3. Increased Gender Equality: Eighty percent of the time, women and girls are responsible for collecting water when it is not available at home. Worldwide, women collectively spend 200 million hours daily collecting water, sometimes walking six kilometers a day. This means they have little time to work, go to school and take care of their families. The long walks also leave women vulnerable to assault and rape. Additionally, the long journey and heavy loads can be dangerous for pregnant women. Access to clean water at home increases the educational and economic opportunities available to women and girls. With increased water access, women could have time to work or even start small businesses. Additionally, girls could go to school, which would have a life-long impact. In fact, for every year a girl spends in school, she increases her anticipated income as an adult by 15 to 20 percent.
  4. Education: Walking to fetch water can take hours every day. Children, particularly girls, are often responsible for doing it. Access to clean water changes lives because when children no longer have to spend most of their day fetching water, they are free to go to school. Drinking dirty water can also cause students to fall behind in their studies as they deal with the symptoms of water-borne illnesses. Education generally becomes a low priority as people struggle to survive. With clean water at home, children can stay in school and build better futures for themselves.
  5. Food Security: Without clean water, it is difficult to grow crops and prepare food. While one might think of water mostly as something to drink, worldwide, people use 70 percent of water resources in agriculture. Eighty-four percent of people who are without modern water systems also live in rural areas, where many rely on subsistence agriculture. Improvements in water management lead to increased agricultural production and allow community members to start small gardens to grow food to eat or sell.
  6. Escaping Poverty: When people no longer have to spend a significant portion of their days fetching water, children have time to go to school and adults can work and learn trades. When people no longer get sick from water-borne illnesses, they can go to school and work uninterrupted. Clean water also allows people to grow more food and practice better sanitation. Access to clean water has a proven position impact on development. The World Health Organization estimates that every dollar that people invest in water and sanitation brings an economic return of between $3 and $34. The U.N. estimated that in sub-Saharan Africa alone, people spend 40 billion hours a year retrieving water. In fact, the world loses $260 billion of potential income each year due to a need to find water.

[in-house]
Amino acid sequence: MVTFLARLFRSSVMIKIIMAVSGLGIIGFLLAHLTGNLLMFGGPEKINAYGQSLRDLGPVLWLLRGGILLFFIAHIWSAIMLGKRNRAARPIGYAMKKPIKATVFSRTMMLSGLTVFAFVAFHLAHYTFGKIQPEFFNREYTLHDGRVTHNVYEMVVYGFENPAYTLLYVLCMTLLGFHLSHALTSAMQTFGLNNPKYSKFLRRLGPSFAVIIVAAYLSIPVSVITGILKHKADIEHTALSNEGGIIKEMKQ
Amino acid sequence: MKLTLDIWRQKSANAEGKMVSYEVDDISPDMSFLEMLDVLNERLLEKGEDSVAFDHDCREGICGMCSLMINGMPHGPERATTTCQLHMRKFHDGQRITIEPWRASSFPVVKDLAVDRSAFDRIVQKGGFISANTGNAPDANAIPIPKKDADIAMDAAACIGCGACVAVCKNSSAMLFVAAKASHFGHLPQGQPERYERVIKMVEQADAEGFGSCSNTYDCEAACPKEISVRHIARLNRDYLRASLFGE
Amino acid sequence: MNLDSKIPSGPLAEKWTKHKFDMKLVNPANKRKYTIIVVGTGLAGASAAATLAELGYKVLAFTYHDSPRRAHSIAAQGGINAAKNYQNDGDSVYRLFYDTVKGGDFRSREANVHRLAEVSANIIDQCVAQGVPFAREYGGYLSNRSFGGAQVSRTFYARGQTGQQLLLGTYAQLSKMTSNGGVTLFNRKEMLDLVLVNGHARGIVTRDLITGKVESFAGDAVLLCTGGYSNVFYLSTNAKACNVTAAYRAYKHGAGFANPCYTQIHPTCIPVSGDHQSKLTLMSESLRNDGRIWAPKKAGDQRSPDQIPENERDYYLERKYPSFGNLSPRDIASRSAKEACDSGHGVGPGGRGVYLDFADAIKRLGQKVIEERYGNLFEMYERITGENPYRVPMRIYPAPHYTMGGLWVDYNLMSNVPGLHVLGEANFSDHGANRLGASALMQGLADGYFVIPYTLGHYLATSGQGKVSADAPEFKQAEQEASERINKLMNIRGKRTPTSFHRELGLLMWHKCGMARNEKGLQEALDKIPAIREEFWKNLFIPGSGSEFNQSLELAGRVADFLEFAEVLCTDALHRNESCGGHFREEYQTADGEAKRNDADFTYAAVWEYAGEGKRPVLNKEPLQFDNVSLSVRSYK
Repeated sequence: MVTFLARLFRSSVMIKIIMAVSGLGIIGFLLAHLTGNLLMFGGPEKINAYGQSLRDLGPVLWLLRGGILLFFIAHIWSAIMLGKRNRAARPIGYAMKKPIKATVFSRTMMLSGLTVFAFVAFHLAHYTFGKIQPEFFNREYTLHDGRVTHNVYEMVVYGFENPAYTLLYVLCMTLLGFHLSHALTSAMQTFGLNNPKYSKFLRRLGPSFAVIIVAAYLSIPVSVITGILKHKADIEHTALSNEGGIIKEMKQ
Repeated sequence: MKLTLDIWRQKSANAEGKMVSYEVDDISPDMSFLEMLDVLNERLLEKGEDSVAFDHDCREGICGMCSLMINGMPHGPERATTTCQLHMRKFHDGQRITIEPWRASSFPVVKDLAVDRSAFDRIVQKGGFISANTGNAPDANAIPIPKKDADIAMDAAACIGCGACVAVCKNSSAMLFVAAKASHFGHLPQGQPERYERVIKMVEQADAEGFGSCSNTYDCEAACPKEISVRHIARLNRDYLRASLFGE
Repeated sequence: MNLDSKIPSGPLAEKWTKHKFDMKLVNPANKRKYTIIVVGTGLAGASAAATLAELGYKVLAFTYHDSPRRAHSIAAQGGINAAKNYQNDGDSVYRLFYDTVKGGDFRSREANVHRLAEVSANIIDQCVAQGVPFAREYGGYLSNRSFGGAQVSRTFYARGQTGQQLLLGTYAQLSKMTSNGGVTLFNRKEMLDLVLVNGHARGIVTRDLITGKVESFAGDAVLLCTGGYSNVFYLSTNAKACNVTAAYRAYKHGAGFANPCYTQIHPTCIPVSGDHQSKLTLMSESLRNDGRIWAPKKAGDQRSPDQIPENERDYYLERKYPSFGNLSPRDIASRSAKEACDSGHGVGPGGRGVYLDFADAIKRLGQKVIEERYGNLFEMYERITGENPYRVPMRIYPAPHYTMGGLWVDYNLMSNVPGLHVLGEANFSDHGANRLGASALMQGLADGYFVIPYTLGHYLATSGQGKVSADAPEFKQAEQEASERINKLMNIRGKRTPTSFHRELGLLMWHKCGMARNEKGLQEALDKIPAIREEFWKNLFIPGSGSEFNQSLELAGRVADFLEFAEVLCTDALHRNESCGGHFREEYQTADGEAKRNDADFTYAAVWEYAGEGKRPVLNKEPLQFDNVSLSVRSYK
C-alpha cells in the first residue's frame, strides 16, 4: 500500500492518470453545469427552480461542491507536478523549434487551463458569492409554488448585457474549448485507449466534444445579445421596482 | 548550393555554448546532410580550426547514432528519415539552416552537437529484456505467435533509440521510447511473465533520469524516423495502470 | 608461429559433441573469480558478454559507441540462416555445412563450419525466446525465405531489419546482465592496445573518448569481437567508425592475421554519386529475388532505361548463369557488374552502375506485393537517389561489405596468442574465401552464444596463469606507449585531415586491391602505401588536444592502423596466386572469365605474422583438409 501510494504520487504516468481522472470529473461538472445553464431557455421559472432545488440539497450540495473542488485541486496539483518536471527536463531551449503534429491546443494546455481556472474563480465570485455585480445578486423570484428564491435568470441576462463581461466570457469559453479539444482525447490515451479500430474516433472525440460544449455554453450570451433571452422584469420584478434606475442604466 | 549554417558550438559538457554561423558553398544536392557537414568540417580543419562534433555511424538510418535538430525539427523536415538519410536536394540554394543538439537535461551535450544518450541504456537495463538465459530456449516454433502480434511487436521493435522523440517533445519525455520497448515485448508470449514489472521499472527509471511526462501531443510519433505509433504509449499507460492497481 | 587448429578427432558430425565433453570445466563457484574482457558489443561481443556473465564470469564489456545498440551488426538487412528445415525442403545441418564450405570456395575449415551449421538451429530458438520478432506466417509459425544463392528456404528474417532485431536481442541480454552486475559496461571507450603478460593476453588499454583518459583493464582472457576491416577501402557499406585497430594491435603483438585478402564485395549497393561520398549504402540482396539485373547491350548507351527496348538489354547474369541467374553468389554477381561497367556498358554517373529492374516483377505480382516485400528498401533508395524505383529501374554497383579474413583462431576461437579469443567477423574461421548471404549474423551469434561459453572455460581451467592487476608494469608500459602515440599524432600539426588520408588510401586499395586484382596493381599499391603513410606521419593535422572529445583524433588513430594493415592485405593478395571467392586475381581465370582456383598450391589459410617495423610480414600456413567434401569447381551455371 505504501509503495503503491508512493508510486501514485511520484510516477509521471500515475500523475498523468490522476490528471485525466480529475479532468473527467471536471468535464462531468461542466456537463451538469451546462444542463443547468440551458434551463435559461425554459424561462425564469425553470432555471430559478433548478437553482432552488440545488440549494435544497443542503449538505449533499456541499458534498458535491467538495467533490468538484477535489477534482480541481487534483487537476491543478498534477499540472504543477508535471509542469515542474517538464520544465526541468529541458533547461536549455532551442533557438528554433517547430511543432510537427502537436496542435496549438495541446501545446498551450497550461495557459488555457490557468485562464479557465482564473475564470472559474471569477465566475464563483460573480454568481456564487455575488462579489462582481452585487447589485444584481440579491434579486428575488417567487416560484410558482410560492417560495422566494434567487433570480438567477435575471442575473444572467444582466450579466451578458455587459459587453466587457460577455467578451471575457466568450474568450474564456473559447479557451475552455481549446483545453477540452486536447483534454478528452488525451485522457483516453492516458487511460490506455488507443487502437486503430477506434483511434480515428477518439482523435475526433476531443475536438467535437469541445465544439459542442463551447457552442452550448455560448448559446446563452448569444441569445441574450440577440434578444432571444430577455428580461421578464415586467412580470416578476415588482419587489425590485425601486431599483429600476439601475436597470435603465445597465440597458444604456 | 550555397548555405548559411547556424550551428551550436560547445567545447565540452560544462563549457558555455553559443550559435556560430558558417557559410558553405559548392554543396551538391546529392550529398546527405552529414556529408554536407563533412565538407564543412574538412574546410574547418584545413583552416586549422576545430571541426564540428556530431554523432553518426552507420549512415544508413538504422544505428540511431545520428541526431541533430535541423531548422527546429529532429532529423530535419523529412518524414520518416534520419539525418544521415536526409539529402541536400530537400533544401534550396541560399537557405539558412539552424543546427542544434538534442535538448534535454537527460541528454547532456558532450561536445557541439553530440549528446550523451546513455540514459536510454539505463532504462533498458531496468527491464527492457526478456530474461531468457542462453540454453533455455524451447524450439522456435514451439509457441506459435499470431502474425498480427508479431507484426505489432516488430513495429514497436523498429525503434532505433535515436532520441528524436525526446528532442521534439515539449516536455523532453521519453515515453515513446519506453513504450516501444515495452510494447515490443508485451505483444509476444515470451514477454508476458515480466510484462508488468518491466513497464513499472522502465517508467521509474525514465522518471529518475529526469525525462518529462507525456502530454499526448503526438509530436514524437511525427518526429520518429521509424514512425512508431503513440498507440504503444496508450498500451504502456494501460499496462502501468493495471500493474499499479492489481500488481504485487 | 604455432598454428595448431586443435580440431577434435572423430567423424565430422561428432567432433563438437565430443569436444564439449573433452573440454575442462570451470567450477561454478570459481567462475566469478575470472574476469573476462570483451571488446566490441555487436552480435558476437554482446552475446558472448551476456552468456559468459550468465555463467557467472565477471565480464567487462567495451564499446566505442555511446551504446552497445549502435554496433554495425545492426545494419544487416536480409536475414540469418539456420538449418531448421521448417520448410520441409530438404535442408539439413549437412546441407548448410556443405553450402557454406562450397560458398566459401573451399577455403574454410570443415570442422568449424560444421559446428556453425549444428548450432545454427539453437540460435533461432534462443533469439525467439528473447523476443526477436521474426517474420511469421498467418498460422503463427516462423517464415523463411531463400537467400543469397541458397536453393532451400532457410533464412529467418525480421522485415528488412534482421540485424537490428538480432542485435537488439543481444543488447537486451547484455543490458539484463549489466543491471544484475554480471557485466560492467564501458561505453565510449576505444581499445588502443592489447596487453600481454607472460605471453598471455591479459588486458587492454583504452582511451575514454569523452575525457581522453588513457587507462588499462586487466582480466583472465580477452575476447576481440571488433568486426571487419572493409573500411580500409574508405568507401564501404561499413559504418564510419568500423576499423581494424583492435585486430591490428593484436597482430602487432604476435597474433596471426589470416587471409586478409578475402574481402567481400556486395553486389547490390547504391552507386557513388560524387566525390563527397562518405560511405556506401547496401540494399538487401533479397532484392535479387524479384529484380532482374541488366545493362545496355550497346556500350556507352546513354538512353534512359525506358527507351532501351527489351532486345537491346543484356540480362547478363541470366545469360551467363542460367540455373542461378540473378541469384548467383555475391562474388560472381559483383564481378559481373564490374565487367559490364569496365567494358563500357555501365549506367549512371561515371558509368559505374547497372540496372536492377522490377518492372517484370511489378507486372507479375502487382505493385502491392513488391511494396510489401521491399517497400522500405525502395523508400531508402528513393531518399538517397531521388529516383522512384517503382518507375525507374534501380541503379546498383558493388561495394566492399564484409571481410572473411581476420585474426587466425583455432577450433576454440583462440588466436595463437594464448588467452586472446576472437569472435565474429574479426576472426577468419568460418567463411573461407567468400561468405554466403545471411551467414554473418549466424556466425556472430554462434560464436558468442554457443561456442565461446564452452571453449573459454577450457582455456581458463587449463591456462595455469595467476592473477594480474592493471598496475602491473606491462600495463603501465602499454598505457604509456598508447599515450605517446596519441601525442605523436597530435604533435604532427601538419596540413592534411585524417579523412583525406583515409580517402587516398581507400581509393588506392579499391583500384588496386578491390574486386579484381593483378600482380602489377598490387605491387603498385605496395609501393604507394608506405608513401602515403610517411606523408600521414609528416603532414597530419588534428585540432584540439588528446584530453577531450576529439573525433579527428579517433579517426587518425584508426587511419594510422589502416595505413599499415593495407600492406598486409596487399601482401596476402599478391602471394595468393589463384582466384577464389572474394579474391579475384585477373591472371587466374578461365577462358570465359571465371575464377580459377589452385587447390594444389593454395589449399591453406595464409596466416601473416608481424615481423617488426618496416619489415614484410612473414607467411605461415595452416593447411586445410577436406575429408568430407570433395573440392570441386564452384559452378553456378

Many groups succeded in bringing clean water to communities and showing how access to clean water changes lives. For instance, Water.org helped more than 21 million people gain access to clean water through small loans. Millions worldwide spend more than 20 percent of their income on water, as a lack of clean water at home means they must go to a water merchant or pay exorbitant rates to have someone install plumbing. Giving people small loans allows them to quickly pay for plumbing, which eliminates costs in the future.

The Water Project addresses the water crisis by directly donating clean water sources. This organization builds and repairs wells, installs rain catchment tanks and constructs sand dams to improve irrigation. So far, the Water Project has helped close to 500,000 people gain access to clean water for drinking and agriculture.

The World Bank, UNICEF and the World Health Organization determined that providing basic water and sanitation infrastructure to those that need them would cost $28.4 billion a year for 15 years. Right now, the U.S. spends around $600 million on the military each year. A readjustment of federal priorities, taking into account the ripple effects which clean water has on communities, could make a drastic difference for the world’s poor.

– Clarissa Cooney
Photo: Flickr

Dry Flush ToiletsDry flush toilets is a term that likely conjures up images of unsanitary, foul-smelling contraptions. But, in reality, they are quite the opposite. Revolutionary and effective, they have even caught the eyes of the Bill and Melinda Gates Foundation as a promising solution to the life-threatening sanitation-related diseases, such as cholera and diarrhea. These diseases are faced by the 2.4 billion people around the world who still lack access to clean running water.